For this reason colleagues within Eliot-Pearson collaborate extensively with faculty associated with the Tufts University Tisch College of Citizenship and Public Service (TCCPS). (TCCPS is a component of the university that seeks to further education for active citizenship among all students and in all departments across the university.) The Eliot-Pearson model of development compliments the TCCPS conception of promoting civic engagement and active citizenship among young people and convergeto stress the promotion of positive development, not the prevention of negative outcomes. The individual strengths of a young person must be coupled with the social supports he or she will need to be prepared and to become engaged. This enables children and adolescents to make positive contributions to self, family, and the economic and civic components of their communities. It enables youth to develop competence, confidence, character, caring/compassion, and connection to the institutions of civil society. Scholars of ADS believe that when youth develop these Five Cs in exemplary manners, when youth thrive, there emerges a "Sixth C" of positive youth development (PYD): contribution. A thriving youth contributes to self, family, community, and civil society. This development provides the basis for the hypothesized relation between positive development and civic leadership among youth.

The promotion of positive development across the lifespan is the mission of applied developmental science (ADS). ADS generates and uses theory and research about human development to improve the lives of children, adolescents, and families around the world. In adolescence, the goal of ADS is to promote PYD and, as such, to enhance the probability that strong and bidirectional relations will exist between thriving youth and civil society. Civic engagement is seen as a key means to further this thriving youth civil society relation. In this course, we ask whether the links between youth participation in and leadership of civil society and their positive development holds within and across national boundaries.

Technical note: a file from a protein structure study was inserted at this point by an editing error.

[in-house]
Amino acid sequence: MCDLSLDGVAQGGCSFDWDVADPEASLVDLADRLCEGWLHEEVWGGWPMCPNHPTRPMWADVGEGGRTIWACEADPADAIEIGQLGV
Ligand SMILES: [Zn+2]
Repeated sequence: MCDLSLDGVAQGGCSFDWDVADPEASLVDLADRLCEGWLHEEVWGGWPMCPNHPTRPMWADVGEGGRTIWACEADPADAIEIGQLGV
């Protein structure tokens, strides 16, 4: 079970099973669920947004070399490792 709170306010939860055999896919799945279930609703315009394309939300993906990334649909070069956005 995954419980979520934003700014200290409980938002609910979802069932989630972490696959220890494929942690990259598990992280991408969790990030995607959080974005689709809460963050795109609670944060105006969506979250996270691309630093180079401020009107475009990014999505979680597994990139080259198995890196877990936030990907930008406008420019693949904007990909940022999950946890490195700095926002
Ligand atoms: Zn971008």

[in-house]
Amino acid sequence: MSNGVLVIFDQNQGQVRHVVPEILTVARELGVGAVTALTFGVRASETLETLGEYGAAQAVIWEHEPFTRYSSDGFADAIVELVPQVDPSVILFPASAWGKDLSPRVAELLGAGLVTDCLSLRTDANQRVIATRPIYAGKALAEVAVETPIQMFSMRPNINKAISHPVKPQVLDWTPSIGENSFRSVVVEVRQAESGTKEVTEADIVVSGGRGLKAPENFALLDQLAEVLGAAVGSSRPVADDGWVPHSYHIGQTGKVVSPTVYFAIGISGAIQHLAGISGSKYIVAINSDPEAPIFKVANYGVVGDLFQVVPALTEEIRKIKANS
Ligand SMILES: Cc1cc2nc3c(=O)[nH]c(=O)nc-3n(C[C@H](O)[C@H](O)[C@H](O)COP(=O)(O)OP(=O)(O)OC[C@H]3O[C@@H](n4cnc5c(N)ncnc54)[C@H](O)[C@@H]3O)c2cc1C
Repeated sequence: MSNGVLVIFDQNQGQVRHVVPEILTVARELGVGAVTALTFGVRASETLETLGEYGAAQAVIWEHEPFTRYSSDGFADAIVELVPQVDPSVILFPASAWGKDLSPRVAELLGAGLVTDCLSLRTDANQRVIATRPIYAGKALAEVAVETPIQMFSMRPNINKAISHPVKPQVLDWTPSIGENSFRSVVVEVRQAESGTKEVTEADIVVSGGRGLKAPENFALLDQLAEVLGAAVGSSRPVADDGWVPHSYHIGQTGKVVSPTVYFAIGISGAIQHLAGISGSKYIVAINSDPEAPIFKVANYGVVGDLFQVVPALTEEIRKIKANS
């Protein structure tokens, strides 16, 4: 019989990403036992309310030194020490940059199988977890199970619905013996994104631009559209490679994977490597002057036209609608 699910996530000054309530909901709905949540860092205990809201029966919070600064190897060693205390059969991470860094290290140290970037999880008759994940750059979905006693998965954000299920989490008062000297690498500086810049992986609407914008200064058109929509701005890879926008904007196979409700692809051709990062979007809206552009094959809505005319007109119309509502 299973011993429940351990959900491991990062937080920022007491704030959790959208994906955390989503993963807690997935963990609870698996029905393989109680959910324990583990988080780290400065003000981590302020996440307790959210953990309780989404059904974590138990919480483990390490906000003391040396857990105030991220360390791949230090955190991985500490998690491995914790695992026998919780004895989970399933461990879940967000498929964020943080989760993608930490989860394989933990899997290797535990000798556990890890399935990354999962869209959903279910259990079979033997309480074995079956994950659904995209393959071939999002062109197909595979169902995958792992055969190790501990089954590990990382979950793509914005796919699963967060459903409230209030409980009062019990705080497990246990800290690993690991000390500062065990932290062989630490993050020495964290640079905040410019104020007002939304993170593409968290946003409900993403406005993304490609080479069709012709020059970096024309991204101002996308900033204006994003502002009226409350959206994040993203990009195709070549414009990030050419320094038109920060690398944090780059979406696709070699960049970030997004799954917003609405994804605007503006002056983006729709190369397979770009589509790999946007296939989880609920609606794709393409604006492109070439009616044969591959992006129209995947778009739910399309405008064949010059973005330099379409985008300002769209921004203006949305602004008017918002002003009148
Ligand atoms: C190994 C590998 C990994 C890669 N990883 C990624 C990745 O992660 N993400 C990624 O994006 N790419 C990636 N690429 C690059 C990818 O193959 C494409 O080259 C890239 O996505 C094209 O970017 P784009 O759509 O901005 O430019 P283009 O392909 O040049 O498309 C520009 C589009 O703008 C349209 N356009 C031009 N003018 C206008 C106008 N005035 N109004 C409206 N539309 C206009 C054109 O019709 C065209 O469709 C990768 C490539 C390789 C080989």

To address this concern, we will draw upon knowledge from fields such as child development, education, psychology, sociology, political science, and the health sciences. ADS uses such intellectual resources to help children, families and communities grow to reach their full potential by addressing needs as varied as improving infant healthcare, strengthening child-parent relations, enhancing risk prevention programs for children and adolescents, improving education and literacy, providing safe environments for children, adolescents, and families, and building civil society. ADS includes collaboration with schools, communities, businesses, policy makers, and other national and international groups and institutions involved in the promotion of positive child and adolescent development. The mission of ADS is to globally promote education, health, competence, character, confidence, social connection, and caring among children, adolescents, and families.